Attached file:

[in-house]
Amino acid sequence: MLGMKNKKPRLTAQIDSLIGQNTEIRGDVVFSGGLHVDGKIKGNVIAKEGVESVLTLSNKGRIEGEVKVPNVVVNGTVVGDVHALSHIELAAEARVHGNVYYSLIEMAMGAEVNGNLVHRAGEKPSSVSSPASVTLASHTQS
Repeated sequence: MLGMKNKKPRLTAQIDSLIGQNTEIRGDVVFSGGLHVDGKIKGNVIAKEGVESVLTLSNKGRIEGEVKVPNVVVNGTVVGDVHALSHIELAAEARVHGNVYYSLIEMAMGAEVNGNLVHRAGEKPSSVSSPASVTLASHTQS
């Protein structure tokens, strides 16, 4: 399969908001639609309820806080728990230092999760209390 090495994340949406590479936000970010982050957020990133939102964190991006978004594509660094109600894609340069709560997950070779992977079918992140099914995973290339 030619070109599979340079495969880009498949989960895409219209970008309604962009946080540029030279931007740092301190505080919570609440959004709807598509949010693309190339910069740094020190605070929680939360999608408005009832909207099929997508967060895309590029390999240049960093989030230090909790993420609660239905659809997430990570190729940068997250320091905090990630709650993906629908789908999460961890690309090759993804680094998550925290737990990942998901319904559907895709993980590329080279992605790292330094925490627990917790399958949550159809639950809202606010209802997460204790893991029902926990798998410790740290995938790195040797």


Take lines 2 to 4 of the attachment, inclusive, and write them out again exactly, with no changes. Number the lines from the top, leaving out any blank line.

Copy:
Amino acid sequence: MLGMKNKKPRLTAQIDSLIGQNTEIRGDVVFSGGLHVDGKIKGNVIAKEGVESVLTLSNKGRIEGEVKVPNVVVNGTVVGDVHALSHIELAAEARVHGNVYYSLIEMAMGAEVNGNLVHRAGEKPSSVSSPASVTLASHTQS
Repeated sequence: MLGMKNKKPRLTAQIDSLIGQNTEIRGDVVFSGGLHVDGKIKGNVIAKEGVESVLTLSNKGRIEGEVKVPNVVVNGTVVGDVHALSHIELAAEARVHGNVYYSLIEMAMGAEVNGNLVHRAGEKPSSVSSPASVTLASHTQS
């Protein structure tokens, strides 16, 4: 399969908001639609309820806080728990230092999760209390 090495994340949406590479936000970010982050957020990133939102964190991006978004594509660094109600894609340069709560997950070779992977079918992140099914995973290339 030619070109599979340079495969880009498949989960895409219209970008309604962009946080540029030279931007740092301190505080919570609440959004709807598509949010693309190339910069740094020190605070929680939360999608408005009832909207099929997508967060895309590029390999240049960093989030230090909790993420609660239905659809997430990570190729940068997250320091905090990630709650993906629908789908999460961890690309090759993804680094998550925290737990990942998901319904559907895709993980590329080279992605790292330094925490627990917790399958949550159809639950809202606010209802997460204790893991029902926990798998410790740290995938790195040797």